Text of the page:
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Building My First Svelte App: Thoughts and Impressions

Code Demo

There are always going to be new JavaScript libraries and frameworks that pop up. Sometimes it's easy to feel that we are in a new JS library fatigue mode. It is an amazing thing though since this means more innovation across all of the JavaScript land.

Svelte v3 (by Rich Harris) hit the scenes back in April and it took the dev world by storm. Everywhere you looked on social media, Svelte was being talked about.

I stayed away from trying out Svelte. Usually I'll dive head first immediately; this time I was a bit busy and thought I'd wait a bit. On yesterday's Twitch stream, I gave it a try on my Twitch channel.

My Main Impressions

The syntax is so clean!** **For writing your JavaScript and your styles, it just makes sense. It's as close to vanilla JavaScript as it gets.

The most complex part **(although not that complex) is the templating**. Vue's directives are easy to grasp. JSX is closer to JavaScript. Svelte's seems like a bit of a learning curve.

I like how components and props are handled. I like how you just have to update a variable and it updates. No worrying about things like setState().

I like how styles are automatically scoped. Haven't messed with trying to add Sass yet.

Essential Reading: Learn React from Scratch! (2019 Edition)

I still haven't gone in depth enough to judge overall. I'd really like to take Sapper, the Svelte framework, for a try.

Overall very clean and succinct!

Final Code and Demo

Here's the final CodeSandbox for this demo:

Benefits to Svelte

You may be asking why you would use Svelte over something more established like React, Vue, or Angular. This is exactly what I meant to find out in my first experiments.

  • Less code to write: Use HTML/CSS/JS without having to remember too much extra stuff
  • No Virtual DOM: Svelte compiles your code to tiny, framework-less vanilla JS — your app starts fast and stays fast
  • Reactive: Reactivity is built-in so you have to worry less about state management

This is all the code that is needed for a Hello World in Svelte:

<script>
    let name = 'world';
</script>

<h1>Hello {name}!</h1>

You might be thinking, well that's just JavaScript! You're right! The only thing in there that's a little different than vanilla JavaScript is Svelte's templating with name.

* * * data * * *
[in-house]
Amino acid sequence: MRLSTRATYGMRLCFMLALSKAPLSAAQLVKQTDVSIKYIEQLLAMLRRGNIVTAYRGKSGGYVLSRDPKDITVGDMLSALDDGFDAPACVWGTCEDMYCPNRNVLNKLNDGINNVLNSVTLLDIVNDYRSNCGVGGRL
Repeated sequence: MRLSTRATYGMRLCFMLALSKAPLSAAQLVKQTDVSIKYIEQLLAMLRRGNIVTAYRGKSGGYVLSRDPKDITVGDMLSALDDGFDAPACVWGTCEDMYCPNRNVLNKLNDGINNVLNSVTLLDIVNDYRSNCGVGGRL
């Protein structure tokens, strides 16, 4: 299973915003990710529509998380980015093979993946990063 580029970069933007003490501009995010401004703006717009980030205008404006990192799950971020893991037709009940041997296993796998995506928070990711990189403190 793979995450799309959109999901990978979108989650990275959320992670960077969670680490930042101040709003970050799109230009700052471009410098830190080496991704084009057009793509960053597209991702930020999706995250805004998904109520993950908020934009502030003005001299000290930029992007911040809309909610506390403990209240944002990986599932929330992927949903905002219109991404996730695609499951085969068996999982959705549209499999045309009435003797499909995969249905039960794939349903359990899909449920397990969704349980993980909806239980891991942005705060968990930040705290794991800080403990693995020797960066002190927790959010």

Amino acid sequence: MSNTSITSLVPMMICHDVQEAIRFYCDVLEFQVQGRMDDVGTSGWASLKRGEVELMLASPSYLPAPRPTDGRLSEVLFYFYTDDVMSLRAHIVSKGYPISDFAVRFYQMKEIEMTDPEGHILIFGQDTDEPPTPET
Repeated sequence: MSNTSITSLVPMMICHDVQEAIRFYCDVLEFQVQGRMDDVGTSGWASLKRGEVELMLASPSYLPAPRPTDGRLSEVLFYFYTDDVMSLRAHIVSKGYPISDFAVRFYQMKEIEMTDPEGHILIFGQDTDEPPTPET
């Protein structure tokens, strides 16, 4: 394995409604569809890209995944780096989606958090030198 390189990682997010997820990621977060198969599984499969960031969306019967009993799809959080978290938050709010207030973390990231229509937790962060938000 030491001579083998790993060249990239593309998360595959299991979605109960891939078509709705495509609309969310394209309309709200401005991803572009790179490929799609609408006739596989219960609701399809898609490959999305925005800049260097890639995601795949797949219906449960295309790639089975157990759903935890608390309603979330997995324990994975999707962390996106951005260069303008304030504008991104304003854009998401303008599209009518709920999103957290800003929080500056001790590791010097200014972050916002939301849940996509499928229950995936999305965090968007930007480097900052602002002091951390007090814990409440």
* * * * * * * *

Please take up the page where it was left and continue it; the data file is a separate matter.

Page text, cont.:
Svelte Starting Tutorial and Examples

The Svelte website has a great tutorial walkthrough that you can give a try.

There are also some great examples so you can get an idea of what certain apps look like:

I always like the approach of building an app after going through beginner tutorials. Let's start working on our tiny first app.

Building a Small Svelte App

The main things that I like to do when trying out a new library/framework is to build an app that:

  • Grabs data from an API
  • Show data in a list
  • Create an input box
  • Use that input box to run a search
  • Take new search data and update our view

It's a basic app that gives us access to see how the Svelte handles things like:

  • HTTP requests
  • Lifecycle methods
  • Templating - Displaying data
  • Templating - Looping over things
  • Templating - Conditionally showing things
  • State - Updating the data and view

Let's grab some data from the GitHub API and show that! Not the most advanced app, but it gets the job done while we are experimenting with Svelte for our first time.

GitHub API Endpoints

We'll be using the GitHub API to grab some users. The GitHub API is good because it doesn't require us to authenticate for small demo apps like the one we'll be building.

We'll also be using the API to search for GitHub users. These are our API endpoints:

You can click each of those links to see what the API will return in JSON.

I'm using the Chrome Extension called JSON Formatter to make the JSON look good in browser.

Starting Our Svelte App

Let's open up CodeSandbox and create a new Svelte app.

Once we click on a Svelte app, we can see the base Svelte app that has a few files. index.js is where everything gets bootstrapped and Rollup is used to compile our Svelte app to vanilla JavaScript.

Notice that there is only one dependency: Svelte.

Our index.js file is where our application gets bootstrapped

// index.js

import App from "./App.svelte";

const app = new App({
  target: document.body
});

export default app;

We can look inside of our App.svelte to see what a Svelte component looks like:

// App.svelte

<script>
    import Button from "./Button.svelte";